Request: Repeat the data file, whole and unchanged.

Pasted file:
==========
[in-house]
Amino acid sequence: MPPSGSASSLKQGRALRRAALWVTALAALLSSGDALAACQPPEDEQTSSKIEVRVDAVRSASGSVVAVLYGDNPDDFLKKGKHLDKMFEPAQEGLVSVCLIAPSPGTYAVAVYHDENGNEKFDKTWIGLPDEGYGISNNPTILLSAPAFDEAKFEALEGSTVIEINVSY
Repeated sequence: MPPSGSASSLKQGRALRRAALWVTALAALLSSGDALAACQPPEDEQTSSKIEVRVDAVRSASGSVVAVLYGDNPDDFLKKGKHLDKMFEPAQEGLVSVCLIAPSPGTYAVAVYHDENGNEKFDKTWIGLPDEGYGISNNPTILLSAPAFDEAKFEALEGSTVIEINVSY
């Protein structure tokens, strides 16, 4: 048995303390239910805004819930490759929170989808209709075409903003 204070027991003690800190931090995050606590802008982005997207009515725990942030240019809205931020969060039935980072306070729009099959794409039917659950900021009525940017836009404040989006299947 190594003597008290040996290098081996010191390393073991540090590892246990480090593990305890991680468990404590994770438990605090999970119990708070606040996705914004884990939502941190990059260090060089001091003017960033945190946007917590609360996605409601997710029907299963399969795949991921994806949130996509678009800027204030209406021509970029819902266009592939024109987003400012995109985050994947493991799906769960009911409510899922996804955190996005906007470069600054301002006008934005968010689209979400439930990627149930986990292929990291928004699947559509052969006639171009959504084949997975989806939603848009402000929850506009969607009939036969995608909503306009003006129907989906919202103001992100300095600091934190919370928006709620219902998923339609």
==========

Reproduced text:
[in-house]
Amino acid sequence: MPPSGSASSLKQGRALRRAALWVTALAALLSSGDALAACQPPEDEQTSSKIEVRVDAVRSASGSVVAVLYGDNPDDFLKKGKHLDKMFEPAQEGLVSVCLIAPSPGTYAVAVYHDENGNEKFDKTWIGLPDEGYGISNNPTILLSAPAFDEAKFEALEGSTVIEINVSY
Repeated sequence: MPPSGSASSLKQGRALRRAALWVTALAALLSSGDALAACQPPEDEQTSSKIEVRVDAVRSASGSVVAVLYGDNPDDFLKKGKHLDKMFEPAQEGLVSVCLIAPSPGTYAVAVYHDENGNEKFDKTWIGLPDEGYGISNNPTILLSAPAFDEAKFEALEGSTVIEINVSY
């Protein structure tokens, strides 16, 4: 048995303390239910805004819930490759929170989808209709075409903003 204070027991003690800190931090995050606590802008982005997207009515725990942030240019809205931020969060039935980072306070729009099959794409039917659950900021009525940017836009404040989006299947 190594003597008290040996290098081996010191390393073991540090590892246990480090593990305890991680468990404590994770438990605090999970119990708070606040996705914004884990939502941190990059260090060089001091003017960033945190946007917590609360996605409601997710029907299963399969795949991921994806949130996509678009800027204030209406021509970029819902266009592939024109987003400012995109985050994947493991799906769960009911409510899922996804955190996005906007470069600054301002006008934005968010689209979400439930990627149930986990292929990291928004699947559509052969006639171009959504084949997975989806939603848009402000929850506009969607009939036969995608909503306009003006129907989906919202103001992100300095600091934190919370928006709620219902998923339609």